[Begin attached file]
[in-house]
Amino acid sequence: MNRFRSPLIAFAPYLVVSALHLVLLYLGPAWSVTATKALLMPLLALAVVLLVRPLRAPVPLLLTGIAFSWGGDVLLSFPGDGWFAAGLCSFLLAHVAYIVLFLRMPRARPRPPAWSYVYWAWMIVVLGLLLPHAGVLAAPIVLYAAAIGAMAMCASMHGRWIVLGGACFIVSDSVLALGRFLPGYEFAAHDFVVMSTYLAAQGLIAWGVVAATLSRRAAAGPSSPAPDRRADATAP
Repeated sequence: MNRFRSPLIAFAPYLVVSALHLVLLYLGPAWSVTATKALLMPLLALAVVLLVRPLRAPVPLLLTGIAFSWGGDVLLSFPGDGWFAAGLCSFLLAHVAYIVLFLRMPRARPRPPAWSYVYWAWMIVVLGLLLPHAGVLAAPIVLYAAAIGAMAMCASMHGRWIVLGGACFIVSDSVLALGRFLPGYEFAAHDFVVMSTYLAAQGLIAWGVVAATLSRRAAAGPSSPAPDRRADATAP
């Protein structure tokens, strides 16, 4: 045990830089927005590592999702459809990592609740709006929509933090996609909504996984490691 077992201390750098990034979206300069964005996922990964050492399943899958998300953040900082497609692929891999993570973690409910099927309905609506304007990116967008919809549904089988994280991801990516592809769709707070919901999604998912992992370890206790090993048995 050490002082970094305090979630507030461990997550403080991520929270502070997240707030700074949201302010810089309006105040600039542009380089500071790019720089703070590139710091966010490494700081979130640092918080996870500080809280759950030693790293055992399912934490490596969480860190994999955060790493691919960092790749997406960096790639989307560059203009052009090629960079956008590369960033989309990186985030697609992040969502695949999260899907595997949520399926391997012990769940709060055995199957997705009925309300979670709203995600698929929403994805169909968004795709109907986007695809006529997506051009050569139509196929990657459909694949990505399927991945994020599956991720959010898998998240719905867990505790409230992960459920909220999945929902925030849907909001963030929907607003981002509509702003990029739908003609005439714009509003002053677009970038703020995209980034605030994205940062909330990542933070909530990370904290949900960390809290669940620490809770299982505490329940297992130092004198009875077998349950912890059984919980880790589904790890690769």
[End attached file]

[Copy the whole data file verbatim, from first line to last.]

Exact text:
[in-house]
Amino acid sequence: MNRFRSPLIAFAPYLVVSALHLVLLYLGPAWSVTATKALLMPLLALAVVLLVRPLRAPVPLLLTGIAFSWGGDVLLSFPGDGWFAAGLCSFLLAHVAYIVLFLRMPRARPRPPAWSYVYWAWMIVVLGLLLPHAGVLAAPIVLYAAAIGAMAMCASMHGRWIVLGGACFIVSDSVLALGRFLPGYEFAAHDFVVMSTYLAAQGLIAWGVVAATLSRRAAAGPSSPAPDRRADATAP
Repeated sequence: MNRFRSPLIAFAPYLVVSALHLVLLYLGPAWSVTATKALLMPLLALAVVLLVRPLRAPVPLLLTGIAFSWGGDVLLSFPGDGWFAAGLCSFLLAHVAYIVLFLRMPRARPRPPAWSYVYWAWMIVVLGLLLPHAGVLAAPIVLYAAAIGAMAMCASMHGRWIVLGGACFIVSDSVLALGRFLPGYEFAAHDFVVMSTYLAAQGLIAWGVVAATLSRRAAAGPSSPAPDRRADATAP
């Protein structure tokens, strides 16, 4: 045990830089927005590592999702459809990592609740709006929509933090996609909504996984490691 077992201390750098990034979206300069964005996922990964050492399943899958998300953040900082497609692929891999993570973690409910099927309905609506304007990116967008919809549904089988994280991801990516592809769709707070919901999604998912992992370890206790090993048995 050490002082970094305090979630507030461990997550403080991520929270502070997240707030700074949201302010810089309006105040600039542009380089500071790019720089703070590139710091966010490494700081979130640092918080996870500080809280759950030693790293055992399912934490490596969480860190994999955060790493691919960092790749997406960096790639989307560059203009052009090629960079956008590369960033989309990186985030697609992040969502695949999260899907595997949520399926391997012990769940709060055995199957997705009925309300979670709203995600698929929403994805169909968004795709109907986007695809006529997506051009050569139509196929990657459909694949990505399927991945994020599956991720959010898998998240719905867990505790409230992960459920909220999945929902925030849907909001963030929907607003981002509509702003990029739908003609005439714009509003002053677009970038703020995209980034605030994205940062909330990542933070909530990370904290949900960390809290669940620490809770299982505490329940297992130092004198009875077998349950912890059984919980880790589904790890690769």